Some European countries first offer a credit facility to Urals companies and then later tie it partly to the purchases of products made in these countries. The Finns have it the other way around. They offer the products first, look for interested parties. Only after this the Finns start thinking about how to finance the deals if the Russian partner is short of cash.
- How many Finnish companies are there in the Urals today?
- Not long ago we have established a so called Finnish Club in Ekaterinburg. We are trying to gather all companies from Finland represented in the Sverdlovsk Oblast and their dealers together at least once every six months. Around 50 Finnish companies and their dealers meet regularly.
Of course, there are many more Finnish businessmen who come to the Urals to sign a one off contract. In September 2008 Finnair has started running the direct scheduled service between Helsinki and Ekaterinburg. We had felt straight away that economic ties have become more active as the influx of Finnish companies representatives to the Urals have noticeably grown. This kind of logistics is very important. When we, for instance, sing praises to the Krasnoyarsk Krai the Finns say that it is too far and ask how to get there.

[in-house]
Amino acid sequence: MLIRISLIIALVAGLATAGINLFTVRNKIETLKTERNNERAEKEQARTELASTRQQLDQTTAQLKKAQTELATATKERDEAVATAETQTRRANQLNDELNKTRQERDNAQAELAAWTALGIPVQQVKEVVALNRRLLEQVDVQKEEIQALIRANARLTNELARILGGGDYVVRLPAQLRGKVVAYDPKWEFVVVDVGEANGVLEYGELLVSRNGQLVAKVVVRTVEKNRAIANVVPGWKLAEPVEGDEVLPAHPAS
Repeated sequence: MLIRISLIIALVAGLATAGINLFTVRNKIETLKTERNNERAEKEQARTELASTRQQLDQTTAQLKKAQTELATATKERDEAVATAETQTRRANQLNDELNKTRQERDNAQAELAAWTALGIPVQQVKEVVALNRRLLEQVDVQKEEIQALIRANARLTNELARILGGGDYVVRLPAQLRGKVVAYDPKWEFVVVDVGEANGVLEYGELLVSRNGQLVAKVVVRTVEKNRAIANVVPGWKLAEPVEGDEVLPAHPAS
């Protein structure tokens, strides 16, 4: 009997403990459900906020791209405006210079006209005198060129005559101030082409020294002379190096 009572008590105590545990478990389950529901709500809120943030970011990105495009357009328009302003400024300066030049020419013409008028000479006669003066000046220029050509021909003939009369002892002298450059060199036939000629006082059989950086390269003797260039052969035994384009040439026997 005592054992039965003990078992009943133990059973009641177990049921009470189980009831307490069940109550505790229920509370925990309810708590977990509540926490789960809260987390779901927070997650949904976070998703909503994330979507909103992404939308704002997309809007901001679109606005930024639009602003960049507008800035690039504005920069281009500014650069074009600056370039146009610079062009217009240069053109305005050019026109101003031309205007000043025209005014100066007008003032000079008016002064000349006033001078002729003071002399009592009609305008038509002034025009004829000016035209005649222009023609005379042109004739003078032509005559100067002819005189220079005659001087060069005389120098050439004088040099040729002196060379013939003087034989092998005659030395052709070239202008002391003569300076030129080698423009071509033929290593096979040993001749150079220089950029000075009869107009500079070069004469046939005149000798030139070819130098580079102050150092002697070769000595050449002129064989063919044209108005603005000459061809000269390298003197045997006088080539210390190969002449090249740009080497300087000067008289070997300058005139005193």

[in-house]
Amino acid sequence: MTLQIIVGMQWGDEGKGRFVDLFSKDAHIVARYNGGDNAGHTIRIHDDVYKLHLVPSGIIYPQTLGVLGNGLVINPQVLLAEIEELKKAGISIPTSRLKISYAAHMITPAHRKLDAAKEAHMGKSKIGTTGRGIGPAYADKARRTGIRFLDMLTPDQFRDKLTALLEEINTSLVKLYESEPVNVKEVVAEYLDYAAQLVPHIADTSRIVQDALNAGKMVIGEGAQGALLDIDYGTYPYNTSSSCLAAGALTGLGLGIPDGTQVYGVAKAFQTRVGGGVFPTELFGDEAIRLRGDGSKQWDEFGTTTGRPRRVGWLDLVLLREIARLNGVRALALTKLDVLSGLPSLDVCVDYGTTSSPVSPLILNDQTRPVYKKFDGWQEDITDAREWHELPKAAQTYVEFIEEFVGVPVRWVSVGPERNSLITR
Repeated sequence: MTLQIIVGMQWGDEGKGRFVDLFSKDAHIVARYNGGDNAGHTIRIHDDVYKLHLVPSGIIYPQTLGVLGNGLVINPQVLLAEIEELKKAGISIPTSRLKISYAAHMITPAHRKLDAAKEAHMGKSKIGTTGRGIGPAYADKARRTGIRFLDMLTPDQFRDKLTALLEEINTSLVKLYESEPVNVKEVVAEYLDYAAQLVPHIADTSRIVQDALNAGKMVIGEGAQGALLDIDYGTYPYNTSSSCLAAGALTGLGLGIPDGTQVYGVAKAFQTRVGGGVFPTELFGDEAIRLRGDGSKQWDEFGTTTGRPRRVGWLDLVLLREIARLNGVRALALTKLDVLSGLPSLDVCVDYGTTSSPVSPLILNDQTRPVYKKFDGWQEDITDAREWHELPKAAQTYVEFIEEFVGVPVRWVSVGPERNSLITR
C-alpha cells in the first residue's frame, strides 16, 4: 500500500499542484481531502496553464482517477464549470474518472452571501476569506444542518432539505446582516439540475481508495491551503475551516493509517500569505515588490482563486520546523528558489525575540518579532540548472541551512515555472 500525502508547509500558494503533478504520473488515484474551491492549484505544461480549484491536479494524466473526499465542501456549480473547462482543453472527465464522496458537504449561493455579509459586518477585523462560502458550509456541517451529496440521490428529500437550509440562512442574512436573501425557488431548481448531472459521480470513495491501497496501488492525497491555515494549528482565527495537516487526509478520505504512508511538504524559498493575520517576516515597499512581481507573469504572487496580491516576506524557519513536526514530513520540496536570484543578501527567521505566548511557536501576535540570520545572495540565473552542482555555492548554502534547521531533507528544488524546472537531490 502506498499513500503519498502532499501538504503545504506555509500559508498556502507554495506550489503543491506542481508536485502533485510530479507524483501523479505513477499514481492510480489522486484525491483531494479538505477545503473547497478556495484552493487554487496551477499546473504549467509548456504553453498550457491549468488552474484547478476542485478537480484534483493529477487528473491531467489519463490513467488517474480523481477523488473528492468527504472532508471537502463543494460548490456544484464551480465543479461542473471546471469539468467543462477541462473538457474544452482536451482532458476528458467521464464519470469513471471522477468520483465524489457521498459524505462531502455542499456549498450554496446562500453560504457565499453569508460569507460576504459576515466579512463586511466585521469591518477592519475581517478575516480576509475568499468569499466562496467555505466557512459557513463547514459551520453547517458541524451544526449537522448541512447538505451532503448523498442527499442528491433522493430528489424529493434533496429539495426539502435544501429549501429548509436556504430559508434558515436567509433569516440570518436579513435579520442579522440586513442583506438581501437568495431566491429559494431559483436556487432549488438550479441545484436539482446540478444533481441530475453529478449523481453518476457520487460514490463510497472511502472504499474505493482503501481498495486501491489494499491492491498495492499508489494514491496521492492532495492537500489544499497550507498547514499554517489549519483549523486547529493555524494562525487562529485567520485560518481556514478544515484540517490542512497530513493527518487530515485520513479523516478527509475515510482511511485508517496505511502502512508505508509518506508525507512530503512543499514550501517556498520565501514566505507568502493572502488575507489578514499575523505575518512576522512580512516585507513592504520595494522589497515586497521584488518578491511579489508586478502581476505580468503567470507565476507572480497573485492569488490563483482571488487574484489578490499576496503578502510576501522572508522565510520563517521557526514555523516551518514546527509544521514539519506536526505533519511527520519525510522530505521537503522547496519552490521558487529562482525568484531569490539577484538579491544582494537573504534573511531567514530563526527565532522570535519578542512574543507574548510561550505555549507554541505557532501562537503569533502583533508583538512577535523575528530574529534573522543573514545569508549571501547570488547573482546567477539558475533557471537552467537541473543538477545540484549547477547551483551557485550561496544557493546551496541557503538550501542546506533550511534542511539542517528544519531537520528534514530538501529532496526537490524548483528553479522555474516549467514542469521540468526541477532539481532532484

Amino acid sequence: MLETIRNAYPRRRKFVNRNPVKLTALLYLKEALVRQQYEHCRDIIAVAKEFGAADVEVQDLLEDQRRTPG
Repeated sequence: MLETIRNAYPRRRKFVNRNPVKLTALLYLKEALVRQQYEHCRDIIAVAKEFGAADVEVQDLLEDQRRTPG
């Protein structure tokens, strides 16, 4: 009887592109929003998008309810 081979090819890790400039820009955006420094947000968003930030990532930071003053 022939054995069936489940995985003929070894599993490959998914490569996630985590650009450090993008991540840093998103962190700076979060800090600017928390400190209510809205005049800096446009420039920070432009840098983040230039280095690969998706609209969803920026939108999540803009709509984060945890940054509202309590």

As well as Finnish businessmen, 30 journalists from Finland have visited Ekaterinburg in August 2009.
- What was their interest?
- Their questions, first of all, revolved around the global financial crisis. They do know that the Sverdlovsk Oblast has suffered more than others due to the decline in the industrial production. The journalists were interested in finding out how this reflected on the living standards, whether we all are hungry and cold here. What they saw, however, was the prosperous Ekaterinburg. The guests visited shopping malls, restaurants, had a look at life of an average Ekaterinburg citizen. They left with a rather optimistic impression.
The interview has been prepared by Pavel Kober